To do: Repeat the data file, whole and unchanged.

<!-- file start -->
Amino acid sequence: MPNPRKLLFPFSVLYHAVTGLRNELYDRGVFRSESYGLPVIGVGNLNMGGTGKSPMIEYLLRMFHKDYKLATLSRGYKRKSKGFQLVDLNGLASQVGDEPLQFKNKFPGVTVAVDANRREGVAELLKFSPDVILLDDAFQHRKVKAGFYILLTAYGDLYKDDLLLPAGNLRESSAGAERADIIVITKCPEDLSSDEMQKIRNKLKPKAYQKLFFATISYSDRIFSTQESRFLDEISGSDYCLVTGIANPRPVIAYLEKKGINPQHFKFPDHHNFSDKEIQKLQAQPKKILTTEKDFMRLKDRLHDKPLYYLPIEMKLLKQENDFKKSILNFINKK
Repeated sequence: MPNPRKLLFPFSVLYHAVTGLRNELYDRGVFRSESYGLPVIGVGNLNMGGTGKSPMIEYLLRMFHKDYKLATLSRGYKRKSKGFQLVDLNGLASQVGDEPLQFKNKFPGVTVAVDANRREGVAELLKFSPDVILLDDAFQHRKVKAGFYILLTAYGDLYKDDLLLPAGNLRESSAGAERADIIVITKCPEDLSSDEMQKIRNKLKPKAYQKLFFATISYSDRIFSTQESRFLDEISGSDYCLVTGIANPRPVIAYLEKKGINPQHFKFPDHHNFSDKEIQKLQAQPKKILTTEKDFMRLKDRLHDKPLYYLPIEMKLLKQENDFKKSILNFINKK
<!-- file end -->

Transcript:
Amino acid sequence: MPNPRKLLFPFSVLYHAVTGLRNELYDRGVFRSESYGLPVIGVGNLNMGGTGKSPMIEYLLRMFHKDYKLATLSRGYKRKSKGFQLVDLNGLASQVGDEPLQFKNKFPGVTVAVDANRREGVAELLKFSPDVILLDDAFQHRKVKAGFYILLTAYGDLYKDDLLLPAGNLRESSAGAERADIIVITKCPEDLSSDEMQKIRNKLKPKAYQKLFFATISYSDRIFSTQESRFLDEISGSDYCLVTGIANPRPVIAYLEKKGINPQHFKFPDHHNFSDKEIQKLQAQPKKILTTEKDFMRLKDRLHDKPLYYLPIEMKLLKQENDFKKSILNFINKK
Repeated sequence: MPNPRKLLFPFSVLYHAVTGLRNELYDRGVFRSESYGLPVIGVGNLNMGGTGKSPMIEYLLRMFHKDYKLATLSRGYKRKSKGFQLVDLNGLASQVGDEPLQFKNKFPGVTVAVDANRREGVAELLKFSPDVILLDDAFQHRKVKAGFYILLTAYGDLYKDDLLLPAGNLRESSAGAERADIIVITKCPEDLSSDEMQKIRNKLKPKAYQKLFFATISYSDRIFSTQESRFLDEISGSDYCLVTGIANPRPVIAYLEKKGINPQHFKFPDHHNFSDKEIQKLQAQPKKILTTEKDFMRLKDRLHDKPLYYLPIEMKLLKQENDFKKSILNFINKK